Based on evidence taken from a wide range of source material, Christine Schams employs an innovative approach to the study of Jewish scribes and their role in the Second Temple period. This historical investigation uncovers the status and the functions of the scribes, and explore their role in ancient Jewish society. She begins with a detailed overview of previous scholarship, and discusses the corpus of relevant evidence and existing literature on the subject. She then presents new evidence, and provides a description of a large variety of economic, social, religious, and political factors operating during the Second Temple period which provides possible explanations for the complex evidence about the scribes. This important monograph will benefit the scholars of the Hebrew Bible and Jewish history.
Christine Schams succeeds in drawing together a wide range of relevant texts from a six-century span to construct a variegated portrayal of the status, power, and functions of Jewish scribes during the Second Temple period. She argues that the scribal role has changed over time and in different geographical locales. . . . In four chapters, she reviews prior scholarship on her topic, examines literature pertaining to scribes from the post-exilic Achaemenid Persian to the Roman period, and advances her own view of the evolution of the role and status of scribes. . . . A principle strength of Schams’ work is the comprehensiveness of sources she treats and her careful assessment of each of the sources. The book is well-researched and in dialogue with considerable scholarly literature. By treating all relevant sources from the Second Temple period, she has provided scholars with a very useful catalogue of information.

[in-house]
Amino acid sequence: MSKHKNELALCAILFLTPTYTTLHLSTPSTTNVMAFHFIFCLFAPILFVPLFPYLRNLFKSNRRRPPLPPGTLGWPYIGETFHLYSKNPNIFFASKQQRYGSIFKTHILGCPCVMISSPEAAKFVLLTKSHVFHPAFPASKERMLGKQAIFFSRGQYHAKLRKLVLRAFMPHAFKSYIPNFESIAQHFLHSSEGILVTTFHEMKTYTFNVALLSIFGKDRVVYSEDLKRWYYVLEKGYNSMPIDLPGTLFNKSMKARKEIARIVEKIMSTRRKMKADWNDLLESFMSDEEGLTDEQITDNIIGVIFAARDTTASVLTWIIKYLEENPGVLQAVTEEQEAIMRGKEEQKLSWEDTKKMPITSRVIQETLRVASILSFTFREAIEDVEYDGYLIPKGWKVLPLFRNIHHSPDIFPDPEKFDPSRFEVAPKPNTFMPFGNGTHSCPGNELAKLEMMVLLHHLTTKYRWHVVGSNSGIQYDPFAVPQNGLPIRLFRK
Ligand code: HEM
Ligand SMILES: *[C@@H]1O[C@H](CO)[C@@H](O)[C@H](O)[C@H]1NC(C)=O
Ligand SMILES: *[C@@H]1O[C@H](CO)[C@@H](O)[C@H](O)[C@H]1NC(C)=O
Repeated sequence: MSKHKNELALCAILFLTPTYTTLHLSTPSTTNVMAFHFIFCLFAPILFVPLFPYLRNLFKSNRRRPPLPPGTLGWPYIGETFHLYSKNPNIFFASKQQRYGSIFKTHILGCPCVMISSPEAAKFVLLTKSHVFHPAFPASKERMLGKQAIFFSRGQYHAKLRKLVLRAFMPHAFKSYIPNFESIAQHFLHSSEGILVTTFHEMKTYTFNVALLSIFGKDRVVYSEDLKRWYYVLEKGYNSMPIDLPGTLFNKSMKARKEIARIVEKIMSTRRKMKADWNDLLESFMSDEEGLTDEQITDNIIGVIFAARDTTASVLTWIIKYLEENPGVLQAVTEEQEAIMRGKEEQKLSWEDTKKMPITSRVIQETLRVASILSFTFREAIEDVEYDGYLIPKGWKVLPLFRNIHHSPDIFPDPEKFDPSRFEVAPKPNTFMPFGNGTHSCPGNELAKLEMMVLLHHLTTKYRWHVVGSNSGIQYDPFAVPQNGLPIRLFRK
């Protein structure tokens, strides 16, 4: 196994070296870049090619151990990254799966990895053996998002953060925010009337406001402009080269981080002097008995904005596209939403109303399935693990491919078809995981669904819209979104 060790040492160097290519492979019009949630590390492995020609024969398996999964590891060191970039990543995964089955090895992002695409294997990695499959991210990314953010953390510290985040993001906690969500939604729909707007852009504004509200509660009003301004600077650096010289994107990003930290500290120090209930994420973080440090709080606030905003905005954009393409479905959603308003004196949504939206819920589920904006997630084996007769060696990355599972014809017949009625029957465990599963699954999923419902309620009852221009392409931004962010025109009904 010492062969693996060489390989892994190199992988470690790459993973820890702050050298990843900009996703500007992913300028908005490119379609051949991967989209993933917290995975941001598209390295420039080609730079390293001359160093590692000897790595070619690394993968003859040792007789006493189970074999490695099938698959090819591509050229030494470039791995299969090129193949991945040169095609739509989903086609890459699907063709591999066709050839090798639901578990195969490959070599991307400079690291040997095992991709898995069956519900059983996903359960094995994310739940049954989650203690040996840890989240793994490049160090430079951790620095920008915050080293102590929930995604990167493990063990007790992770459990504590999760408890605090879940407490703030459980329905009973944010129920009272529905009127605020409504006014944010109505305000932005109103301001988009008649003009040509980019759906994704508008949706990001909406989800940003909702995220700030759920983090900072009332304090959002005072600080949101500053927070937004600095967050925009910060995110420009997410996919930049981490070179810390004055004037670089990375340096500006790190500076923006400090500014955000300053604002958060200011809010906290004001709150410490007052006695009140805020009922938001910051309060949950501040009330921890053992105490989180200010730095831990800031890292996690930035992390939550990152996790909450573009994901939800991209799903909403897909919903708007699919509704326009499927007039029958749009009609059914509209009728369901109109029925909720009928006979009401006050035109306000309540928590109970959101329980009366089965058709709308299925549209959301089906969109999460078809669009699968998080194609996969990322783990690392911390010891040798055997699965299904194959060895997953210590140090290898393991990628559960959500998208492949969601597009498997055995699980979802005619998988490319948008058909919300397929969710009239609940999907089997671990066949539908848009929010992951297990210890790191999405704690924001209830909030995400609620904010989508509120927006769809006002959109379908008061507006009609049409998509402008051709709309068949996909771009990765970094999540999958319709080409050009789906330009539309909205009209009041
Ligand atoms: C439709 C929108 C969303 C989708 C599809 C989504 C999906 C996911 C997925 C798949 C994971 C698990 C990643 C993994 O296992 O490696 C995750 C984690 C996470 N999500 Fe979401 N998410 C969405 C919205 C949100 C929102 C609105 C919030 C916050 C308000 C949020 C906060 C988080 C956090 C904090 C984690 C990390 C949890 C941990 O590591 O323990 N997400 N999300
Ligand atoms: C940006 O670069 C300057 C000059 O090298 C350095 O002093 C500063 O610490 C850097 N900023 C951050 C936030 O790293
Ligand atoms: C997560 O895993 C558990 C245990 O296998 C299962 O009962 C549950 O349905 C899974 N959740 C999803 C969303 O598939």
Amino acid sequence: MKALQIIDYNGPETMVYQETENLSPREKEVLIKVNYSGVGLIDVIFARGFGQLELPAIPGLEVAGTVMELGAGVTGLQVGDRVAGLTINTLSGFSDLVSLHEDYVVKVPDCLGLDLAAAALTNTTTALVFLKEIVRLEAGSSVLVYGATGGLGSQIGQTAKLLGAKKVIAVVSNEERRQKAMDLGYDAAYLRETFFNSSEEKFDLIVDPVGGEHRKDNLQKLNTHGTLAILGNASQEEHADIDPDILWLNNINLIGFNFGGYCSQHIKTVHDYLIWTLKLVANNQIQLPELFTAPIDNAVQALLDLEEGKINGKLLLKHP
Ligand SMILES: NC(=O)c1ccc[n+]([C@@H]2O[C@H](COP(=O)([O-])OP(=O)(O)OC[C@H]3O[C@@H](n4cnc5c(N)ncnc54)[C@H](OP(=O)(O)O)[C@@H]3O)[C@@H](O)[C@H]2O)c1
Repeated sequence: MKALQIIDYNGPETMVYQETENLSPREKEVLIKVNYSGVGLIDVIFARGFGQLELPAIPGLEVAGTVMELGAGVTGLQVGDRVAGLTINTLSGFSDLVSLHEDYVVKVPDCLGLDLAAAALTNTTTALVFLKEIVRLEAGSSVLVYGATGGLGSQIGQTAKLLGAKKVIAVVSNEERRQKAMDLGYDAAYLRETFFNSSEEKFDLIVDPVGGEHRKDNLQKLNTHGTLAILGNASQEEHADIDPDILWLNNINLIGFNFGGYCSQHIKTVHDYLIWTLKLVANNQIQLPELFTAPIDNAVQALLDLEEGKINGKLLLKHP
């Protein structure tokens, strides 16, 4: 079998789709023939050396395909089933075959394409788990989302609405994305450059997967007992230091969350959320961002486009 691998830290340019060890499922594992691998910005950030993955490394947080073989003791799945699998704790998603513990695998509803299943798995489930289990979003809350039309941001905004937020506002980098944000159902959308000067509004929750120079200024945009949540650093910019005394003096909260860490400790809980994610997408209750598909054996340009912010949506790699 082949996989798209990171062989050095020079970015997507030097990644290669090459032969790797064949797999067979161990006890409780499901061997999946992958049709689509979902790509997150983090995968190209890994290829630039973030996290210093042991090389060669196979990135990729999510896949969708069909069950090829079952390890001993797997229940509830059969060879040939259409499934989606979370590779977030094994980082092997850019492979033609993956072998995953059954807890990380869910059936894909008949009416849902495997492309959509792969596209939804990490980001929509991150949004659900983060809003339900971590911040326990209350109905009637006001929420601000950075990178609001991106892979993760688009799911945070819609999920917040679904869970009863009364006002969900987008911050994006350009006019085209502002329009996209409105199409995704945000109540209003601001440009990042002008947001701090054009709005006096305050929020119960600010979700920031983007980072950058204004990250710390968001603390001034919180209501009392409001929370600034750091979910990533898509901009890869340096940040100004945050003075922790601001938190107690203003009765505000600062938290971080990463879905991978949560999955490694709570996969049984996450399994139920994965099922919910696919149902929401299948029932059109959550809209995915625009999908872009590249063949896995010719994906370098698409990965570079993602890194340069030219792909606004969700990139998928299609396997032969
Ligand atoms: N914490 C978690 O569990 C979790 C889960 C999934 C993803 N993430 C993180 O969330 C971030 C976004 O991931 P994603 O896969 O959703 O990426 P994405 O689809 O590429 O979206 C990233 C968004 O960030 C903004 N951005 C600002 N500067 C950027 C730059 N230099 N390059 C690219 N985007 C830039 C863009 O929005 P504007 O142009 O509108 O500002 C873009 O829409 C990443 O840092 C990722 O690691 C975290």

—Judith H. Newman, Review of Biblical Literature